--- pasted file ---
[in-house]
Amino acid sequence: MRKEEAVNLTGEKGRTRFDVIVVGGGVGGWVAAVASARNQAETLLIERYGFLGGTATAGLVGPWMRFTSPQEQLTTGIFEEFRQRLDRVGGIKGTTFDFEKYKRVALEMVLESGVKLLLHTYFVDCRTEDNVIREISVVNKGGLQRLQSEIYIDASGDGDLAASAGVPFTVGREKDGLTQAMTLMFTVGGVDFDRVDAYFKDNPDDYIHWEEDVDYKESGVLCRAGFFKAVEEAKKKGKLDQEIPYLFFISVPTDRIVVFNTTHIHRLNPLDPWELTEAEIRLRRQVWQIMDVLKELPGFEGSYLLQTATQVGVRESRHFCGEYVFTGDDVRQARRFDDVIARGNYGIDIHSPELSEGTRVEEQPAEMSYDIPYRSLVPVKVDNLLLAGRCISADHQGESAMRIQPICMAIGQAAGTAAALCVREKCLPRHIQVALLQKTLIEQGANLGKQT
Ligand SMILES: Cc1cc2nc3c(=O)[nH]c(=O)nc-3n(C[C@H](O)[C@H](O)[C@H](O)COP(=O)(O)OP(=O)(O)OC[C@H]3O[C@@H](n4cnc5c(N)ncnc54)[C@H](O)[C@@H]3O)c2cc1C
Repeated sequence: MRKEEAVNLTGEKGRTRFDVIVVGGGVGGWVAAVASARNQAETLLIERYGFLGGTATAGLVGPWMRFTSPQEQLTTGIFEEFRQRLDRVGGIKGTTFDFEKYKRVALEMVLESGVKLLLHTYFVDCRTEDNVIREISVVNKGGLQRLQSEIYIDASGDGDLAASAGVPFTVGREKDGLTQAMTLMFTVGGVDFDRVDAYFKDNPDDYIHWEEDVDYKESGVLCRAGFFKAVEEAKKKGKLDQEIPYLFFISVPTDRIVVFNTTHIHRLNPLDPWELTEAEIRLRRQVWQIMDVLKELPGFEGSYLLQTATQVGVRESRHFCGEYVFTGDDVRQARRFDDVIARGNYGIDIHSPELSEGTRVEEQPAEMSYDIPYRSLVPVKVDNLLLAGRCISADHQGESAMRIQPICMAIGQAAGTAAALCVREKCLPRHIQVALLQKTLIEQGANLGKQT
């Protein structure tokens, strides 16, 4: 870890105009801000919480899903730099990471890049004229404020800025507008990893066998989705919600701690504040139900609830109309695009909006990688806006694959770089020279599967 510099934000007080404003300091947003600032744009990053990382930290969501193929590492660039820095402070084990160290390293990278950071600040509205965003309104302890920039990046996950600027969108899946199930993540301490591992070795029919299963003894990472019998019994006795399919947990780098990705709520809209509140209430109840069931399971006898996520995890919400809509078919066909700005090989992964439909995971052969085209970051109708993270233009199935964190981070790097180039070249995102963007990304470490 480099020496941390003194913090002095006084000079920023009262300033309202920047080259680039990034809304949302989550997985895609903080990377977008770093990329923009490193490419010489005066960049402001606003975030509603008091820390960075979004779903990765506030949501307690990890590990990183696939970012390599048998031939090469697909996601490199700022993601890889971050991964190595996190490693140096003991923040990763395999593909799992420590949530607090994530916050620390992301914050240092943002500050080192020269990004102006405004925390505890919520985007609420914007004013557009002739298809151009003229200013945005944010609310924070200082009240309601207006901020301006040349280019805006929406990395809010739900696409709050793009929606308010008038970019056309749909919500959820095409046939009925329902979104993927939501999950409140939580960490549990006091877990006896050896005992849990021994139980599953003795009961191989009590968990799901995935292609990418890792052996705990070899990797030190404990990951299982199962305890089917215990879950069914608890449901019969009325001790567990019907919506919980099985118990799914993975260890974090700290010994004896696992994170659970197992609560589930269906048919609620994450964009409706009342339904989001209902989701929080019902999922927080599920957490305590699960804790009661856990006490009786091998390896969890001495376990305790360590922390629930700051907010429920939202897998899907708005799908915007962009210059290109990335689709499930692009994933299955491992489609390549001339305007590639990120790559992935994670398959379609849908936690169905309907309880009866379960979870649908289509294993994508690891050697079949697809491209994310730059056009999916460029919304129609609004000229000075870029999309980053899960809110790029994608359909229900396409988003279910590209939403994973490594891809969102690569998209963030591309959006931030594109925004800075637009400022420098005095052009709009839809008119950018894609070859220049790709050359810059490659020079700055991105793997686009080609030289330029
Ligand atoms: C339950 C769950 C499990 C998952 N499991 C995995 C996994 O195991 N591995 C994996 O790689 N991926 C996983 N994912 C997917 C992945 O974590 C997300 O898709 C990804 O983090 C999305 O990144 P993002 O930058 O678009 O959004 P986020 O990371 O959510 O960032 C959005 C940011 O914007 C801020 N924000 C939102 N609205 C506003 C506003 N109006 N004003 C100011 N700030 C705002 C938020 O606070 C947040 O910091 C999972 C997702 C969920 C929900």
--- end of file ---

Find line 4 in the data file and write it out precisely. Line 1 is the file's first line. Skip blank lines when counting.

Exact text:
Repeated sequence: MRKEEAVNLTGEKGRTRFDVIVVGGGVGGWVAAVASARNQAETLLIERYGFLGGTATAGLVGPWMRFTSPQEQLTTGIFEEFRQRLDRVGGIKGTTFDFEKYKRVALEMVLESGVKLLLHTYFVDCRTEDNVIREISVVNKGGLQRLQSEIYIDASGDGDLAASAGVPFTVGREKDGLTQAMTLMFTVGGVDFDRVDAYFKDNPDDYIHWEEDVDYKESGVLCRAGFFKAVEEAKKKGKLDQEIPYLFFISVPTDRIVVFNTTHIHRLNPLDPWELTEAEIRLRRQVWQIMDVLKELPGFEGSYLLQTATQVGVRESRHFCGEYVFTGDDVRQARRFDDVIARGNYGIDIHSPELSEGTRVEEQPAEMSYDIPYRSLVPVKVDNLLLAGRCISADHQGESAMRIQPICMAIGQAAGTAAALCVREKCLPRHIQVALLQKTLIEQGANLGKQT